Continued from part two.

The reader arriving at this point in the text might be asking whether the author is really serious, as the few lines traced on the Hermit’s forehead seem more likely to reflect his old age or his worries than any supernumerary organ of vision. I must admit I spent some time examining with great care each and every ancient Hermit card, hoping to find one in which these lines would more clearly indicate the presence of the third eye of the Ideas. It seemed to be in vain. With much regret, I was about to abandon this hypothesis. Then, on May 1, 2011, I went to an antique book fair at the Grand Palais in Paris. At the turn of an alley, my attention was attracted by a deck of cards displayed by an Italian bookseller. It was not a Tarot of Marseille, but it looked very much like one. It was the first time I had come across a Piedmontese tarot, signed by Cesare Riva from Vercelli, dated circa 1840. Struck by the resemblance of its trump figures with those of the Tarot of Marseille, I bought the deck. Only after I arrived home and closely examined the cards did I discover what I had been seeking for such a long time. There it was, on the Hermit’s forehead, right in the center, a small, round shape prolonged by four wrinkles: the eye of the Ideas.

Cesare Riva, The Hermit, c. 1841-1847

Cesare Riva, The Hermit, c. 1841-1847 (detail of the eye of the Ideas)

Why does the third eye appear so clearly in this Piedmontese deck, yet it can only be conjectured in the Tarot of Marseille? Obviously, the Marseille and Piedmont traditions of the tarot both are derived from a common ancestor. A comparison of the two Hermits, for example, clearly reveals that the content is almost the same, while the graphical interpretation is quite different. Both characters are bearded, with long hair, holding a staff in the left hand, a lamp in the other hand, wearing a cloak. However, the lamp of the Piedmontese Eremita, while taking the same model as the Tarot of Marseille’s Hermit, brightens it up with a candle and luminous rays. It seems most unlikely that the Hermit is derived from the Eremita, as we have seen that the fold of the cloak under the Hermit’s arm is derived from Pisanello’s painting (see episode 20). The Eremita’s wide sleeves do not allow for the presence of a fold. The presence of an eye in the Eremita’s forefront, on the other hand, tends to show that he is not derived from the Hermit as we know him, but from an original model common to both, which was interpreted differently. In the Marseille tradition, the frontal eye faded away, while the Piedmontese deck maintained it.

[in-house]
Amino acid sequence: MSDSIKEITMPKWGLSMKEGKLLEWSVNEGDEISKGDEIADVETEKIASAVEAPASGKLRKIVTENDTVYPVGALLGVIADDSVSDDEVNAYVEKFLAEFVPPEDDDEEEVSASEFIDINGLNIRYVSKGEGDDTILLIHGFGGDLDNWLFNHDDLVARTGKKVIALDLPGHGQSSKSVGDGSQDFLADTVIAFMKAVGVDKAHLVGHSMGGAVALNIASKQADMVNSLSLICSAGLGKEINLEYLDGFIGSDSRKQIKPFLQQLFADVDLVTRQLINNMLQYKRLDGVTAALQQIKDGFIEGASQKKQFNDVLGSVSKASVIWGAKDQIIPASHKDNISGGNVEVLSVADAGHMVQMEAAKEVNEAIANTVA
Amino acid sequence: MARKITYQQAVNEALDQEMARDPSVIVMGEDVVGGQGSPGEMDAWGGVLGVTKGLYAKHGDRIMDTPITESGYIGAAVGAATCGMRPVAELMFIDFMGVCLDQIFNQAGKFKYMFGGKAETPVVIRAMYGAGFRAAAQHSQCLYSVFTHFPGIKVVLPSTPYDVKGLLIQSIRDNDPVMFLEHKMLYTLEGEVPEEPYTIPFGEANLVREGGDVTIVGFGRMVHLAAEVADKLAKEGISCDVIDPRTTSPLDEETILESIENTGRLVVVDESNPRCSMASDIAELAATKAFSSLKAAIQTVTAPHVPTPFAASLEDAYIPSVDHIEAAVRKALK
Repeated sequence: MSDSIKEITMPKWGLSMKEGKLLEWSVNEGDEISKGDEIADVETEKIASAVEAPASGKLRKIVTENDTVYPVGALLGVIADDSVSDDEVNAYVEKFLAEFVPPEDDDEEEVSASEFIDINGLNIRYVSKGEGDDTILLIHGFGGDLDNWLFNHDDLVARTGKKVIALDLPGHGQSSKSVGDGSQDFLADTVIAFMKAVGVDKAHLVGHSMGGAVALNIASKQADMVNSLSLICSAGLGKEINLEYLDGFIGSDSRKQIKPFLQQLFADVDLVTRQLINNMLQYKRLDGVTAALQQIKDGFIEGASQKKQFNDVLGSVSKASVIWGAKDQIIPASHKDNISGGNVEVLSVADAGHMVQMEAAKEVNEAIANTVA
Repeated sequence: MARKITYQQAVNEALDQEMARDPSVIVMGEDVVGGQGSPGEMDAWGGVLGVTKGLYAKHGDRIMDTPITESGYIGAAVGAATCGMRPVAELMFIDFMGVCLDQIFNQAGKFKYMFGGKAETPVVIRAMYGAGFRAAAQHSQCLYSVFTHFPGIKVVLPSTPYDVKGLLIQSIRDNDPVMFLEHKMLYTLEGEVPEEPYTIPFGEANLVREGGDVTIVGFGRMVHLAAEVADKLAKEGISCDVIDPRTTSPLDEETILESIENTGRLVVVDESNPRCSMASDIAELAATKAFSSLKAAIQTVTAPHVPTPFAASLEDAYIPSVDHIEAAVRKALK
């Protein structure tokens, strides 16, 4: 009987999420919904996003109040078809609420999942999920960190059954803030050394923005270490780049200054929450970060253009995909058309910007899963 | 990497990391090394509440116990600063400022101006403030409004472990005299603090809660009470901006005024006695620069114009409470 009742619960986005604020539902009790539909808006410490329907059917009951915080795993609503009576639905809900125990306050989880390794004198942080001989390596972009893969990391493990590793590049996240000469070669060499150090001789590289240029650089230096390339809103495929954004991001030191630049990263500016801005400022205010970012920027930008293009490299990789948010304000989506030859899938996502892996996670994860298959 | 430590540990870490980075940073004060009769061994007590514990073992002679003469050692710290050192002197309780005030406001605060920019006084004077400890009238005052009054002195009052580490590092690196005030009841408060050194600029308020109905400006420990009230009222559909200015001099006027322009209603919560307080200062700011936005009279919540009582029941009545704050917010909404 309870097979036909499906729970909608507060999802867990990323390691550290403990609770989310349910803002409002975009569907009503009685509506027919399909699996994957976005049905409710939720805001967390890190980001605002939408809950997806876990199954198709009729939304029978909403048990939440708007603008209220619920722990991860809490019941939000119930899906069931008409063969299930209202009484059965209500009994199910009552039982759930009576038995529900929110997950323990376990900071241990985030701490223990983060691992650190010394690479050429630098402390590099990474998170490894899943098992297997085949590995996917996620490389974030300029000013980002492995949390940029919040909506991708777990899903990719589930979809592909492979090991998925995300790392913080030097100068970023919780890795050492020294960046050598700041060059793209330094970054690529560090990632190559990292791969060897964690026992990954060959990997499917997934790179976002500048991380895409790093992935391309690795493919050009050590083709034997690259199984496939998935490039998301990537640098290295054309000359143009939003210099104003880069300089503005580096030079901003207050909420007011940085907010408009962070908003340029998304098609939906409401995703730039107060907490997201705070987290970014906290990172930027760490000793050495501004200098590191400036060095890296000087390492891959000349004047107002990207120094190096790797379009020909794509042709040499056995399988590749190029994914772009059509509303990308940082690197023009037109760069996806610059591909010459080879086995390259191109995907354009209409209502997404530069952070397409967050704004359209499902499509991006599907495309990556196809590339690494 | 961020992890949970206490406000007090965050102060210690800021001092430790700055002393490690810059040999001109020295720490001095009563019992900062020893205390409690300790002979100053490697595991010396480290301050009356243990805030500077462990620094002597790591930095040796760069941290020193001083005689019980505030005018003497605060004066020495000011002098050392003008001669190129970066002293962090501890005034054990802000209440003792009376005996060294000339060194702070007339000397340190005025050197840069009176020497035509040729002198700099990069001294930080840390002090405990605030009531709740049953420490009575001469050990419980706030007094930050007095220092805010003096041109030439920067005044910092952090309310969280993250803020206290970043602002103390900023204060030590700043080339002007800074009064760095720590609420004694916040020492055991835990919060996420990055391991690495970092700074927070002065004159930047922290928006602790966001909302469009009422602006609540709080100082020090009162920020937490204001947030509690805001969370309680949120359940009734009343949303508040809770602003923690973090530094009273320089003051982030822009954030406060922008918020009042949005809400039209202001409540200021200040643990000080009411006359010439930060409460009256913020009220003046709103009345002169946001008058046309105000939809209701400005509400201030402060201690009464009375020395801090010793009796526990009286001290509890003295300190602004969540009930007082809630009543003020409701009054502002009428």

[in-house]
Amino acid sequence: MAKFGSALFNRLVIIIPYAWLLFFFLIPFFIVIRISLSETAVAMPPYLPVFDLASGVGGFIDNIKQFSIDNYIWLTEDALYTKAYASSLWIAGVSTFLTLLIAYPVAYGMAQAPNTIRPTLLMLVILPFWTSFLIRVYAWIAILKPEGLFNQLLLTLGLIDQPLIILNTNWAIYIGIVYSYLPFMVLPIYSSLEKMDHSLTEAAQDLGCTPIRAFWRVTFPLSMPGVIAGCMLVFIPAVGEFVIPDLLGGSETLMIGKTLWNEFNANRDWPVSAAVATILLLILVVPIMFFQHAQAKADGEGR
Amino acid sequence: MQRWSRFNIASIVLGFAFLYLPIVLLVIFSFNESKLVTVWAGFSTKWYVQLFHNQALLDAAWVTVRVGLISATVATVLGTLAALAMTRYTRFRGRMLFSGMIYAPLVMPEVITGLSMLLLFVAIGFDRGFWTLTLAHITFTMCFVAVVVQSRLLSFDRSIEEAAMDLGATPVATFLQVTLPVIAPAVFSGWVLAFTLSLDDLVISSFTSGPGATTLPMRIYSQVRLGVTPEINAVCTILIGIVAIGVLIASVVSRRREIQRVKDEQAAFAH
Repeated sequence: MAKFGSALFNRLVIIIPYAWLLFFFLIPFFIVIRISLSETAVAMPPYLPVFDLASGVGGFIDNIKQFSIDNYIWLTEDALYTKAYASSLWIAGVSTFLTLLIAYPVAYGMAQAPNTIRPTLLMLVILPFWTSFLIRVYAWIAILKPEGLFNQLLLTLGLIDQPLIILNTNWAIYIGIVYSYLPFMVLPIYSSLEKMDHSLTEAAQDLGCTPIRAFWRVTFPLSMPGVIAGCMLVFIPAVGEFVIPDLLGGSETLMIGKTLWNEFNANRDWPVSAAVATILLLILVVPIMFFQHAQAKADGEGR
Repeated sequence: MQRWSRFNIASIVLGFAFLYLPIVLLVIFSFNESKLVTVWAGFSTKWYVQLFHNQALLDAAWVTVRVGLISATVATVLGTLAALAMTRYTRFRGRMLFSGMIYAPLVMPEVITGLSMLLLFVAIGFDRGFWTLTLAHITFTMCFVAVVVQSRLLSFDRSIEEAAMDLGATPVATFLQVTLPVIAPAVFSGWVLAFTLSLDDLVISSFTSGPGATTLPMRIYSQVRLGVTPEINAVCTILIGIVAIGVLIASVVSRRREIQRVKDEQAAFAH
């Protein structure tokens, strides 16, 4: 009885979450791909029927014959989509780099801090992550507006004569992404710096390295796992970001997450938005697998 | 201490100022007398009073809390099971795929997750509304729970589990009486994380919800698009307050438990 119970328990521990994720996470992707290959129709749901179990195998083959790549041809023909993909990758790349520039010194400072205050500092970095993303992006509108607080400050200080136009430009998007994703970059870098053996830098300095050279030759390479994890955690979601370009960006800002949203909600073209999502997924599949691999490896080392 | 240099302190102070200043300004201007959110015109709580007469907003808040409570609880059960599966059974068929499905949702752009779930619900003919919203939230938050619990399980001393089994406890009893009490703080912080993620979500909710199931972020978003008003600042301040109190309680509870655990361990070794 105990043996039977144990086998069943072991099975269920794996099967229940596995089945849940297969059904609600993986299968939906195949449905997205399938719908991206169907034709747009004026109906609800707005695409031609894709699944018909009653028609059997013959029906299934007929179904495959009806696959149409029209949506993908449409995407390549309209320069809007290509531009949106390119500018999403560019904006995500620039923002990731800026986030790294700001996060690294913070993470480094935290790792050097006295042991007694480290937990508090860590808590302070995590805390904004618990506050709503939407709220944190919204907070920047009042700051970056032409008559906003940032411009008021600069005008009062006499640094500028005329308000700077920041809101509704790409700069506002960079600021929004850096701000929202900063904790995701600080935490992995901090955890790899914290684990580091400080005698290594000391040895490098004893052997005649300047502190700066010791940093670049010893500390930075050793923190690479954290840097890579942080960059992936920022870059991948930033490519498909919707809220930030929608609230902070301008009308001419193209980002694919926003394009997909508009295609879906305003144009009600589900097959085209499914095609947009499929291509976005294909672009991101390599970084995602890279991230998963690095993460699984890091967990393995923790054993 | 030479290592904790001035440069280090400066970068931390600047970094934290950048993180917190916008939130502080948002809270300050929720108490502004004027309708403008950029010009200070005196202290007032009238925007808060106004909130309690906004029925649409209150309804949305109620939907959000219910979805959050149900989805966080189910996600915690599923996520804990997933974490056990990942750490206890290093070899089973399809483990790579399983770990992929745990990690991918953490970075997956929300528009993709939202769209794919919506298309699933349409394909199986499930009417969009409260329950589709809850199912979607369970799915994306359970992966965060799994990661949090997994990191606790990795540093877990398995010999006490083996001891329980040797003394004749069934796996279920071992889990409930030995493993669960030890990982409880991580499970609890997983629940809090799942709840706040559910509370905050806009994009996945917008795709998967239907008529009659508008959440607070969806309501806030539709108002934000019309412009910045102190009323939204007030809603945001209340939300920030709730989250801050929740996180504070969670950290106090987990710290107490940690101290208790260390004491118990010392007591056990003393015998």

As the original Marseille Hermit probably had a frontal eye, even if it is not very obvious in the known cards, this means that the lamp man possesses the capability to see the Ideas. Thus, he is probably not Diogenes, who made fun of Ideas, but might be Euclid of Megara from Ficino’s story (see part 2). From there on, the meaning of the card can be deduced from the story. The man is a philosopher endowed with the third eye, with which he contemplates the Ideas. In his right hand is the lamp of imagination, which helps him to conceive projects according to the contemplated ideas. The staff he is holding in his left hand might indicate that he must exercise caution if he wants to reach his objective without any problems.

To thoroughly understand the meaning of this image, one must grasp Ficino’s Platonic conception of the universe. For him, the world as we perceive it is just an imperfect image of another world, this one perfect: the world of Ideas. All the things we can see, feel, smell, taste, and hear are necessarily produced from a pre-existing ideal model. The movements of celestial bodies in the sky are imagined by the souls of the planets from ideal models existing in the world of ideas. Likewise, the beauty in life is produced in nature from ideal matrixes. Similarly, all human creations must be imagined by humans, who can only copy as best they can the Ideas inscribed forever in the divine heaven of Ideas. That is what the Hermit is striving to do, walking cautiously, step by step, through the uninterrupted flow of the ongoing universe, to give, through the power of his imagination, a perceptible presence to what would have remained, without his intervention, a remote ideal.

On September 1, 2015, as I was having lunch with my friend Yves Reynaud, who was passing through Paris, I told him about my observations on the Hermit. Yves is a living encyclopedia of the Tarot of Marseille.[1]  He confessed to having asked himself the question about the wrinkles on the old man’s forehead when contemplating the Hermit of the tarot produced by Bernardin Suzanne (1839), which I had never seen. Do these perfectly round wrinkles on the man’s forehead not look like a third eye on top of the other two?

Bernardin Suzanne, The Hermit, 1839.

[1] Yves Reynaud publishes excellent facsimile editions of historical Tarots of Marseille. See his website : http://tarot-de-marseille-heritage.com/english

To be informed when new episodes are published, subscribe to the ‘Villa Stendhal’ Facebook page  (go to www.facebook.com/VillaStendhal then click on the ‘Follow’ button).